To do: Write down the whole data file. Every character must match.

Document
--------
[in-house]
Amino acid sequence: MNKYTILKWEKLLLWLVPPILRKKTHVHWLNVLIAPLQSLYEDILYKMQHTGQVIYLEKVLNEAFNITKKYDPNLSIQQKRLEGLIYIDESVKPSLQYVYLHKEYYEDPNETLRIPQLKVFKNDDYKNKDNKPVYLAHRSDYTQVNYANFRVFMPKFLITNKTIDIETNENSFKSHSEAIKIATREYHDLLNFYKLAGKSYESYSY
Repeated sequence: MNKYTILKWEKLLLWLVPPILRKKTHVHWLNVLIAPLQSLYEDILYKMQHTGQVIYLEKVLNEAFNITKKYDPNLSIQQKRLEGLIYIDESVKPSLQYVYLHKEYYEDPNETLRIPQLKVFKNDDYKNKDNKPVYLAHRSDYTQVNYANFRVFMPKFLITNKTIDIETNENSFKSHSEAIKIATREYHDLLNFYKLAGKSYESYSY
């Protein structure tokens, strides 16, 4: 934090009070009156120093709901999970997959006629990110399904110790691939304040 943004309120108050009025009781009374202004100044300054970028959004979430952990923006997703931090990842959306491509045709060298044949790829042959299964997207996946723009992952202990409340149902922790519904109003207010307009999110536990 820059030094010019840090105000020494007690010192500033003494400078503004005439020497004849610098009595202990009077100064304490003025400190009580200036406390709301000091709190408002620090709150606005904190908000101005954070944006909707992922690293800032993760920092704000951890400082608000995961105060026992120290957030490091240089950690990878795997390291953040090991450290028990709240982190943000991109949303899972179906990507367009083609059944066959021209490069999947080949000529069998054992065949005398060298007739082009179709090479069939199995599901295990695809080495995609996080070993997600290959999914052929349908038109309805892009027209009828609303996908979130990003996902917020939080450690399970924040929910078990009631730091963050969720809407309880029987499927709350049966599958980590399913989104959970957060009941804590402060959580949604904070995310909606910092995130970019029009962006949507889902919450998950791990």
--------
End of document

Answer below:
[in-house]
Amino acid sequence: MNKYTILKWEKLLLWLVPPILRKKTHVHWLNVLIAPLQSLYEDILYKMQHTGQVIYLEKVLNEAFNITKKYDPNLSIQQKRLEGLIYIDESVKPSLQYVYLHKEYYEDPNETLRIPQLKVFKNDDYKNKDNKPVYLAHRSDYTQVNYANFRVFMPKFLITNKTIDIETNENSFKSHSEAIKIATREYHDLLNFYKLAGKSYESYSY
Repeated sequence: MNKYTILKWEKLLLWLVPPILRKKTHVHWLNVLIAPLQSLYEDILYKMQHTGQVIYLEKVLNEAFNITKKYDPNLSIQQKRLEGLIYIDESVKPSLQYVYLHKEYYEDPNETLRIPQLKVFKNDDYKNKDNKPVYLAHRSDYTQVNYANFRVFMPKFLITNKTIDIETNENSFKSHSEAIKIATREYHDLLNFYKLAGKSYESYSY
């Protein structure tokens, strides 16, 4: 934090009070009156120093709901999970997959006629990110399904110790691939304040 943004309120108050009025009781009374202004100044300054970028959004979430952990923006997703931090990842959306491509045709060298044949790829042959299964997207996946723009992952202990409340149902922790519904109003207010307009999110536990 820059030094010019840090105000020494007690010192500033003494400078503004005439020497004849610098009595202990009077100064304490003025400190009580200036406390709301000091709190408002620090709150606005904190908000101005954070944006909707992922690293800032993760920092704000951890400082608000995961105060026992120290957030490091240089950690990878795997390291953040090991450290028990709240982190943000991109949303899972179906990507367009083609059944066959021209490069999947080949000529069998054992065949005398060298007739082009179709090479069939199995599901295990695809080495995609996080070993997600290959999914052929349908038109309805892009027209009828609303996908979130990003996902917020939080450690399970924040929910078990009631730091963050969720809407309880029987499927709350049966599958980590399913989104959970957060009941804590402060959580949604904070995310909606910092995130970019029009962006949507889902919450998950791990």